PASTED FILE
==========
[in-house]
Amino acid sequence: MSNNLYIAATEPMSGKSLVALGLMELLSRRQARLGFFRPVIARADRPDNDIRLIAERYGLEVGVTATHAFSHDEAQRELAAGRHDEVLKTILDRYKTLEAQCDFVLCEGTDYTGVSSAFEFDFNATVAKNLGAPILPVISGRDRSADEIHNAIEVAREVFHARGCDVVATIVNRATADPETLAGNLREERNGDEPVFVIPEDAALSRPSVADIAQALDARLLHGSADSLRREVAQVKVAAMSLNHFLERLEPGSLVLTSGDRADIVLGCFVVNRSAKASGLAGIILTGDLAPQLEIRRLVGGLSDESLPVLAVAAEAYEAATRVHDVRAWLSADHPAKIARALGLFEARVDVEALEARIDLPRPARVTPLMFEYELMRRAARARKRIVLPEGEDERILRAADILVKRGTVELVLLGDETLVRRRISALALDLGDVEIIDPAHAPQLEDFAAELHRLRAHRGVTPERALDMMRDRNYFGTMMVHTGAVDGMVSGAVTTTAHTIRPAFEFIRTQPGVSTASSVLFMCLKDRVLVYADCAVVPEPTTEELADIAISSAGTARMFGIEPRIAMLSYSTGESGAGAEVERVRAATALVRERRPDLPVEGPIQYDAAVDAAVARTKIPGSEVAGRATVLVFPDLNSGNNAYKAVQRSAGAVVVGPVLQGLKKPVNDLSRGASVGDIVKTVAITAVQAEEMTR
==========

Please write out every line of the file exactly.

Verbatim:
[in-house]
Amino acid sequence: MSNNLYIAATEPMSGKSLVALGLMELLSRRQARLGFFRPVIARADRPDNDIRLIAERYGLEVGVTATHAFSHDEAQRELAAGRHDEVLKTILDRYKTLEAQCDFVLCEGTDYTGVSSAFEFDFNATVAKNLGAPILPVISGRDRSADEIHNAIEVAREVFHARGCDVVATIVNRATADPETLAGNLREERNGDEPVFVIPEDAALSRPSVADIAQALDARLLHGSADSLRREVAQVKVAAMSLNHFLERLEPGSLVLTSGDRADIVLGCFVVNRSAKASGLAGIILTGDLAPQLEIRRLVGGLSDESLPVLAVAAEAYEAATRVHDVRAWLSADHPAKIARALGLFEARVDVEALEARIDLPRPARVTPLMFEYELMRRAARARKRIVLPEGEDERILRAADILVKRGTVELVLLGDETLVRRRISALALDLGDVEIIDPAHAPQLEDFAAELHRLRAHRGVTPERALDMMRDRNYFGTMMVHTGAVDGMVSGAVTTTAHTIRPAFEFIRTQPGVSTASSVLFMCLKDRVLVYADCAVVPEPTTEELADIAISSAGTARMFGIEPRIAMLSYSTGESGAGAEVERVRAATALVRERRPDLPVEGPIQYDAAVDAAVARTKIPGSEVAGRATVLVFPDLNSGNNAYKAVQRSAGAVVVGPVLQGLKKPVNDLSRGASVGDIVKTVAITAVQAEEMTR